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However, the Cardinals have had their usual late season swerve since much of the damage that was done to them by Pittsburgh. They were an NL-best 19-8 in September, which included a three-game sweep over Pittsburgh in St. Louis early in the month. Over the past two seasons, the Cardinals have played at their best the later the season has drawn, with a 42-27 mark in the months of September and October, including the postseason. Experience is their ally, and could be their greatest asset over the next (at max) five games.

Despite this, it would be fair to say that the general sentiment that the Pirates could be the arrow in the Cardinals Achilles is fair. They hold two pitchers that have been dominant against the St. Louis lineup all year. Nobody has had more success versus the Cardinals than Francisco Liriano, who in three starts is undefeated and carries a ridiculous 0.75 ERA and .127 average against. He is in line for the Game 3 start on Sunday in Pittsburgh, where they Pirates have won seven of ten games against the Cardinals this year. Another asset on their side takes to the mound today, in AJ Burnett, who also has three wins to only one loss on the year in the matchup, and carried a no-hitter into the seventh against the team early in the year.

Pitching has been a strength for the Bucs, and it is an upper hand that will have to be overcome by the Cardinals, who are countering with a less certain staff, but some definite strengths as well. Adam Wainwright is setup to be the alpha and omega of the series, throwing game one and in line to toss the decisive game five as well. Yet, outside of their ace, the Cardinals are primed to leave nothing off the table in taking down their most persistent foe.

Having the league-leader in wins for the season taking to the mound is an obvious strength, but there it is what is to follow him that has been the most debated element, but could be a smokescreen to much bigger strategy. The decision to start Lance Lynn in game two was rightfully questioned by both fans and media alike. Lynn is the most mercurial of all the Cardinal arms, and despite pitching much better down the stretch, with the club winning three of his final five starts and him posting a 2.12 ERA two of the victories for himself. Yet, the Pirates have hit him well, to the tone of 30 hits in 27 innings and a 5.60 ERA. However, he still carries two victories against the club this season, which is second to only Joe Kelly’s three victories against Pittsburgh.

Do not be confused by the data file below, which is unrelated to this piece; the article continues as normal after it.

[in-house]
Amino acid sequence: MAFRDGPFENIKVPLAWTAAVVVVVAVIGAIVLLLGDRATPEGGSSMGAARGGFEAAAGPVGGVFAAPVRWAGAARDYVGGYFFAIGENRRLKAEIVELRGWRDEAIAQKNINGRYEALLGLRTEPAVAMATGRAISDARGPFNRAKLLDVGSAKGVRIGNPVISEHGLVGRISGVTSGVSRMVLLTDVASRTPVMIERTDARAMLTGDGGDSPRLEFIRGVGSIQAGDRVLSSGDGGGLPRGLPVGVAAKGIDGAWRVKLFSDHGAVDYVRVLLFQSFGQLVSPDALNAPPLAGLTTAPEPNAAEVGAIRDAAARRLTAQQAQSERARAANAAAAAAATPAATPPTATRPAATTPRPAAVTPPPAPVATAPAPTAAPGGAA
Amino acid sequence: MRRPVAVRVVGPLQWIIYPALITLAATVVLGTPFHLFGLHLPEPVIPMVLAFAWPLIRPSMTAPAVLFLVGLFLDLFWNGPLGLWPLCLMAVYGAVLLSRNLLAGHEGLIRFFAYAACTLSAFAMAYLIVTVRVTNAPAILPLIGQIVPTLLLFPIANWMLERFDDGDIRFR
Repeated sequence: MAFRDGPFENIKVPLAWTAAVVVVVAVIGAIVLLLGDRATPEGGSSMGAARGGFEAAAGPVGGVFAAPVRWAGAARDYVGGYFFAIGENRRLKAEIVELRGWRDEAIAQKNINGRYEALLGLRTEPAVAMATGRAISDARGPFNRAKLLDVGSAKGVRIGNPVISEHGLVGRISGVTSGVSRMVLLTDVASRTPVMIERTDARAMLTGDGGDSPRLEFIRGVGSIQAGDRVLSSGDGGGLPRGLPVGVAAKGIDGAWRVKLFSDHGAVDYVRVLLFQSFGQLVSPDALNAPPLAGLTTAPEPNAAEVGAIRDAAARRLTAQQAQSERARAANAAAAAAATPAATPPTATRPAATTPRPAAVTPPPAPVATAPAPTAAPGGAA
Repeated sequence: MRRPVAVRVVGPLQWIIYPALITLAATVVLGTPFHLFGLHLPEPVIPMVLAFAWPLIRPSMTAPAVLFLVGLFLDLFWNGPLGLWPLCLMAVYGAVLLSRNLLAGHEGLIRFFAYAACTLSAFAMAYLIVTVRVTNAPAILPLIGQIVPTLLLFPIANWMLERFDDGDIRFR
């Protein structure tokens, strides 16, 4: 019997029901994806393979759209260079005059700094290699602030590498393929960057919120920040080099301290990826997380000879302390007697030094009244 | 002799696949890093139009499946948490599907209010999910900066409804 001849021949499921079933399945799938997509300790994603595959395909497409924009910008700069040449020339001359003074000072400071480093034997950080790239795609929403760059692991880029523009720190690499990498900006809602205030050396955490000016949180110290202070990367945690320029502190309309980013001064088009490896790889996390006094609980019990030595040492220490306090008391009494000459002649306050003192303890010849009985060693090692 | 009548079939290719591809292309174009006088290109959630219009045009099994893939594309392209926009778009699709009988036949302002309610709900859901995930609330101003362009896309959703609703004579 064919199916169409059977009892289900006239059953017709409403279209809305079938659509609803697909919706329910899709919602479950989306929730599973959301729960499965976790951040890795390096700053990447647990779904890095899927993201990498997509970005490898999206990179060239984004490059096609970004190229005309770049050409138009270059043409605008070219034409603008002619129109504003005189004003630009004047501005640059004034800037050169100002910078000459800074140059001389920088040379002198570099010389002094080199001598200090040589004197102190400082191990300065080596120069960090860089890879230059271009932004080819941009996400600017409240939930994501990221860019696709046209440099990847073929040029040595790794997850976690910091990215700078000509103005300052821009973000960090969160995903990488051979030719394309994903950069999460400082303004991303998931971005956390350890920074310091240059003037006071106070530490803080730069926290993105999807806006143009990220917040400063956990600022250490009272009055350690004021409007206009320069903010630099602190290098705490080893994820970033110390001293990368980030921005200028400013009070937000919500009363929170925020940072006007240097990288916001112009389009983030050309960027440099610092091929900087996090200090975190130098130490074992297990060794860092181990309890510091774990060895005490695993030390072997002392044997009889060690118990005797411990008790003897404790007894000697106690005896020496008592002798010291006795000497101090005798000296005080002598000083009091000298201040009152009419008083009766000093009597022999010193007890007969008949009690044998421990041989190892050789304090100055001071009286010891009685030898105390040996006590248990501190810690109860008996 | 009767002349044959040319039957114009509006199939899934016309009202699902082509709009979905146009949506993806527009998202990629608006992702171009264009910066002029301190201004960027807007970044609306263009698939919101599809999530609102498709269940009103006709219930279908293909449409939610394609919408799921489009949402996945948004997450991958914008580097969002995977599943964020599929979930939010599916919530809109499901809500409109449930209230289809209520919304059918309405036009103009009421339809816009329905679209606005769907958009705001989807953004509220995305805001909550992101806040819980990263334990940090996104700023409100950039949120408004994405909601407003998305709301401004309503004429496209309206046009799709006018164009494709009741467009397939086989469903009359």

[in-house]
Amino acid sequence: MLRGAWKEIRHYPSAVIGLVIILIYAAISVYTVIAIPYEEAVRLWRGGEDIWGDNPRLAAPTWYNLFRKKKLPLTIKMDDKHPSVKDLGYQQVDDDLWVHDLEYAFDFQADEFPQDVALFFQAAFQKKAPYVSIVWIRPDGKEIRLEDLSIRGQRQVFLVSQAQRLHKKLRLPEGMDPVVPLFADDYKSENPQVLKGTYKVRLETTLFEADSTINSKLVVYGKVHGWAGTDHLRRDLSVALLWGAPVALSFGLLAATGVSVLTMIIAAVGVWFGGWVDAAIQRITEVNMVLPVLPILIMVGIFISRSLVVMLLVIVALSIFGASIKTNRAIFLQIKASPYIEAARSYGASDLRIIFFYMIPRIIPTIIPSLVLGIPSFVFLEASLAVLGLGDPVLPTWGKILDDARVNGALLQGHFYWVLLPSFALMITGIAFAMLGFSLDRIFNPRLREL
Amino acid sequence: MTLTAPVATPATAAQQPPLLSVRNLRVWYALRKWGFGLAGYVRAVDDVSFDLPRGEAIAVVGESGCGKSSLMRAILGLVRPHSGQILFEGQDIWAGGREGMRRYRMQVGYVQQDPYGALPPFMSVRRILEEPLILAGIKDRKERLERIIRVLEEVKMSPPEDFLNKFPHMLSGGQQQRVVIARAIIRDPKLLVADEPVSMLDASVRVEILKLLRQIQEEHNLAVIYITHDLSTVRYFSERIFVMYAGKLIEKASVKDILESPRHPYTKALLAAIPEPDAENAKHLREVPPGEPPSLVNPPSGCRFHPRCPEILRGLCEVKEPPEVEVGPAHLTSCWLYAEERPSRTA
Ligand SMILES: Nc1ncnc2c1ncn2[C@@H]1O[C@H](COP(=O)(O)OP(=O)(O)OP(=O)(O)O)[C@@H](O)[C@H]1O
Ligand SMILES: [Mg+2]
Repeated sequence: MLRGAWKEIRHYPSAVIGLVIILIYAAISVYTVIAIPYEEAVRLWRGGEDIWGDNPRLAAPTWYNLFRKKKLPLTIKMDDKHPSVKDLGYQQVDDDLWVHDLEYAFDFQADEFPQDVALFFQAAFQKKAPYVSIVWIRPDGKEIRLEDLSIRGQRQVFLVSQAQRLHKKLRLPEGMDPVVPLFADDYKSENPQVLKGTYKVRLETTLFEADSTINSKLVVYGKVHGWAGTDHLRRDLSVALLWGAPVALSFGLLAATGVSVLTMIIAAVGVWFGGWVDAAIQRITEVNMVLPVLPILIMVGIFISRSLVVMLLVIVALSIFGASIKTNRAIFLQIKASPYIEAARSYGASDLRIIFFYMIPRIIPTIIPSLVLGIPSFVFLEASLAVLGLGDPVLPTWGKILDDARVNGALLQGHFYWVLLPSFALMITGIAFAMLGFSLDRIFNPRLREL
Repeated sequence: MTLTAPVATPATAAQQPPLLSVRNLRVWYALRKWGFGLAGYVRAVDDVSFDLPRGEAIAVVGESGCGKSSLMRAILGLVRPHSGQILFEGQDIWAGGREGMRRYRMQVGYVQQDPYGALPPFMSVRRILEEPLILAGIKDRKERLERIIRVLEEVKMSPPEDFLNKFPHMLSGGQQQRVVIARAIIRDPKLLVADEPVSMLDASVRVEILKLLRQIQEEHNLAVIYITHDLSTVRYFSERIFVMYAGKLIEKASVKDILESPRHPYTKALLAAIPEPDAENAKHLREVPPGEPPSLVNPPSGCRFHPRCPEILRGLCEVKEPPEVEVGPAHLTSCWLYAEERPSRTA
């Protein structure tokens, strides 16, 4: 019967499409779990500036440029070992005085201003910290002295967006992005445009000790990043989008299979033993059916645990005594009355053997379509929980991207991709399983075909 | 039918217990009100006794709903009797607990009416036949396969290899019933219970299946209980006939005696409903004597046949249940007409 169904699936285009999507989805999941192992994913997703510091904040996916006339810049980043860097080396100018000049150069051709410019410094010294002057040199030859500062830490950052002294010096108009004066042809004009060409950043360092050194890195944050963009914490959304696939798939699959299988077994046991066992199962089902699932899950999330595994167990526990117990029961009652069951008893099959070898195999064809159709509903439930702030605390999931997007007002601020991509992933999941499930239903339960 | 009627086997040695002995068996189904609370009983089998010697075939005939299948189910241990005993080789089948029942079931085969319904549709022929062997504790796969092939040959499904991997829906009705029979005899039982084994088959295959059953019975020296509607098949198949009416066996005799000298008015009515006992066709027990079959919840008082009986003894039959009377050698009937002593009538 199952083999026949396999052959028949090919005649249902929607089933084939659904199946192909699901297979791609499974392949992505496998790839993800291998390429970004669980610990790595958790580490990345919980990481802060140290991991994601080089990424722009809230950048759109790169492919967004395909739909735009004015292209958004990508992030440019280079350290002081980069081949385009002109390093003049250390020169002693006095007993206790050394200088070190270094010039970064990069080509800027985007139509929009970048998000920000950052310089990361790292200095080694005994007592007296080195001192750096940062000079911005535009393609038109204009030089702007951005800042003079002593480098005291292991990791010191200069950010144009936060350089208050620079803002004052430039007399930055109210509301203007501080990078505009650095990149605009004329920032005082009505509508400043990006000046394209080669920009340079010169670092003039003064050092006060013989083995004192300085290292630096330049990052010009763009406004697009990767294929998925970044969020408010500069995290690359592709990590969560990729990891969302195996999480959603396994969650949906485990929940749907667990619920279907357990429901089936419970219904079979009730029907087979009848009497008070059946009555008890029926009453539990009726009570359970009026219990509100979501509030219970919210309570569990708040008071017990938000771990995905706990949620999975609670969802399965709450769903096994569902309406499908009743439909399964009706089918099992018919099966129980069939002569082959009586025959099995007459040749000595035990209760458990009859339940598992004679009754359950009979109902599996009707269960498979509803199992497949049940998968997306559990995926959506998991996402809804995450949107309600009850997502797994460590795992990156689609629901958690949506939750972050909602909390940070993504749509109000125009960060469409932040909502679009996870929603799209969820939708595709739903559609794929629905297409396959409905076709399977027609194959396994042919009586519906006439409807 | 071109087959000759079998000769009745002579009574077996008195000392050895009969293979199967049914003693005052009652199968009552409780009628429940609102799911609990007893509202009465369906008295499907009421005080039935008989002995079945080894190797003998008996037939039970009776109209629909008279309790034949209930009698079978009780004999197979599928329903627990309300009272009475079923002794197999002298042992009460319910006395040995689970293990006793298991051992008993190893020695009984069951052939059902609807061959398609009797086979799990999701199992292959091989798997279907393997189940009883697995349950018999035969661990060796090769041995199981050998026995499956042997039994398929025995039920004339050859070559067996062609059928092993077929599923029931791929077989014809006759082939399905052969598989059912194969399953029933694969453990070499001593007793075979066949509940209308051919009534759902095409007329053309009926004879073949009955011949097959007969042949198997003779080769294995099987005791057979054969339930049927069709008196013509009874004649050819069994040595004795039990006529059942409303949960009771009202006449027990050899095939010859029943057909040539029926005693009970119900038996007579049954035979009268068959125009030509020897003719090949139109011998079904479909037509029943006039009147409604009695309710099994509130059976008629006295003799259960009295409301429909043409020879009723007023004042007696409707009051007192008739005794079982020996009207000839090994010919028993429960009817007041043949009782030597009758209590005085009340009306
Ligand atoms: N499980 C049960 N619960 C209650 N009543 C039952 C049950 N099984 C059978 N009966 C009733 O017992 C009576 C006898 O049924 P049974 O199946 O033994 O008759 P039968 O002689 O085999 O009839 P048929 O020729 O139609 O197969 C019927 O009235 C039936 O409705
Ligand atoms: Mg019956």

Yet, winning in swarms is the Cardinals approach this year offensively, and it appears Matheny is looking to spread this approach the mound as well early in the Division Series. He is going all in with his arms, as he has made the decision to put his now-proven arsenal of young arms on full availability out of the bullpen. Shelby Miller and Michael Wacha will both join the mix of Carlos Martinez, Seth Maness, Kevin Siegrist and Trevor Rosenthal in the bullpen early in the series. With Kelly primed to start game three on Sunday in Pittsburgh, one will move to the rotation later, but both of the prized rookies will be available to go if needed before that crucial, but as of now if necessary, date.

This decision proves one thing clearly: the Cardinals are going all-in and sparing no part of its depth to do so. While the Pirates are the most formidable opponent the team could face, the Cardinals have reached the summit of entering as the National League’s best team over the past six months by holding nothing back. An approach they are appearing to be willing to go into overdrive to keep their year moving.